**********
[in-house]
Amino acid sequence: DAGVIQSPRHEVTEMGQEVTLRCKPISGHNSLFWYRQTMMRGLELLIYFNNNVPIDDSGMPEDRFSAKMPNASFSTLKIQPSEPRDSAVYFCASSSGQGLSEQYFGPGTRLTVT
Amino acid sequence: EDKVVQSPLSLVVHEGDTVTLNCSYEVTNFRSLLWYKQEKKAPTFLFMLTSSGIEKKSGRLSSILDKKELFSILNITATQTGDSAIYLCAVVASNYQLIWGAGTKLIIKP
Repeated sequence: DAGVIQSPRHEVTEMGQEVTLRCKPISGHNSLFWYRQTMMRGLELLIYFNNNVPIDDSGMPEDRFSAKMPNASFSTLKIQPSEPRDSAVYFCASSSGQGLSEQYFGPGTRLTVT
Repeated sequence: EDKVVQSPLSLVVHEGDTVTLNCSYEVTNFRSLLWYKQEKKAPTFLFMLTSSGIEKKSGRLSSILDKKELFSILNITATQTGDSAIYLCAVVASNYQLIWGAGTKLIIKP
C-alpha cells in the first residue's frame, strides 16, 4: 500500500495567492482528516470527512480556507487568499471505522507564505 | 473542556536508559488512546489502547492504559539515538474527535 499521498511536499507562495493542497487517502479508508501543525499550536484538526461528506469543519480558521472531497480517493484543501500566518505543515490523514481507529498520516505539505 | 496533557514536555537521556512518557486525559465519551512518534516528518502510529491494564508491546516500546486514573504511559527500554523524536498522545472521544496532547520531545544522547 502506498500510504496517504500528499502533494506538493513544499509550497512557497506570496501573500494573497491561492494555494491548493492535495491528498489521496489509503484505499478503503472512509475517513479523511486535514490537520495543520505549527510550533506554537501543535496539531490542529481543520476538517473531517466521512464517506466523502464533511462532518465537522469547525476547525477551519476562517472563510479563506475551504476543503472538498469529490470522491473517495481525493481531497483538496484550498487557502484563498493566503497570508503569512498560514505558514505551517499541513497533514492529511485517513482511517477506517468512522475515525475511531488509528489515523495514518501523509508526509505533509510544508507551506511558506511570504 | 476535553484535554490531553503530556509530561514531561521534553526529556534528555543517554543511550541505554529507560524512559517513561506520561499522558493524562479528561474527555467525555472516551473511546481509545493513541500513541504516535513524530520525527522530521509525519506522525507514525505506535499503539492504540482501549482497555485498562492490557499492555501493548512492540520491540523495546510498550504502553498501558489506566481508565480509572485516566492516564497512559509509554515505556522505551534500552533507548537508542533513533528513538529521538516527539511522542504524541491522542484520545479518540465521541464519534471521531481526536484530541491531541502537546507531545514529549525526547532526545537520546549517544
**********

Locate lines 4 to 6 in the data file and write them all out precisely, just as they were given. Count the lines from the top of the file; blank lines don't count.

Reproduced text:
Repeated sequence: DAGVIQSPRHEVTEMGQEVTLRCKPISGHNSLFWYRQTMMRGLELLIYFNNNVPIDDSGMPEDRFSAKMPNASFSTLKIQPSEPRDSAVYFCASSSGQGLSEQYFGPGTRLTVT
Repeated sequence: EDKVVQSPLSLVVHEGDTVTLNCSYEVTNFRSLLWYKQEKKAPTFLFMLTSSGIEKKSGRLSSILDKKELFSILNITATQTGDSAIYLCAVVASNYQLIWGAGTKLIIKP
C-alpha cells in the first residue's frame, strides 16, 4: 500500500495567492482528516470527512480556507487568499471505522507564505 | 473542556536508559488512546489502547492504559539515538474527535 499521498511536499507562495493542497487517502479508508501543525499550536484538526461528506469543519480558521472531497480517493484543501500566518505543515490523514481507529498520516505539505 | 496533557514536555537521556512518557486525559465519551512518534516528518502510529491494564508491546516500546486514573504511559527500554523524536498522545472521544496532547520531545544522547 502506498500510504496517504500528499502533494506538493513544499509550497512557497506570496501573500494573497491561492494555494491548493492535495491528498489521496489509503484505499478503503472512509475517513479523511486535514490537520495543520505549527510550533506554537501543535496539531490542529481543520476538517473531517466521512464517506466523502464533511462532518465537522469547525476547525477551519476562517472563510479563506475551504476543503472538498469529490470522491473517495481525493481531497483538496484550498487557502484563498493566503497570508503569512498560514505558514505551517499541513497533514492529511485517513482511517477506517468512522475515525475511531488509528489515523495514518501523509508526509505533509510544508507551506511558506511570504 | 476535553484535554490531553503530556509530561514531561521534553526529556534528555543517554543511550541505554529507560524512559517513561506520561499522558493524562479528561474527555467525555472516551473511546481509545493513541500513541504516535513524530520525527522530521509525519506522525507514525505506535499503539492504540482501549482497555485498562492490557499492555501493548512492540520491540523495546510498550504502553498501558489506566481508565480509572485516566492516564497512559509509554515505556522505551534500552533507548537508542533513533528513538529521538516527539511522542504524541491522542484520545479518540465521541464519534471521531481526536484530541491531541502537546507531545514529549525526547532526545537520546549517544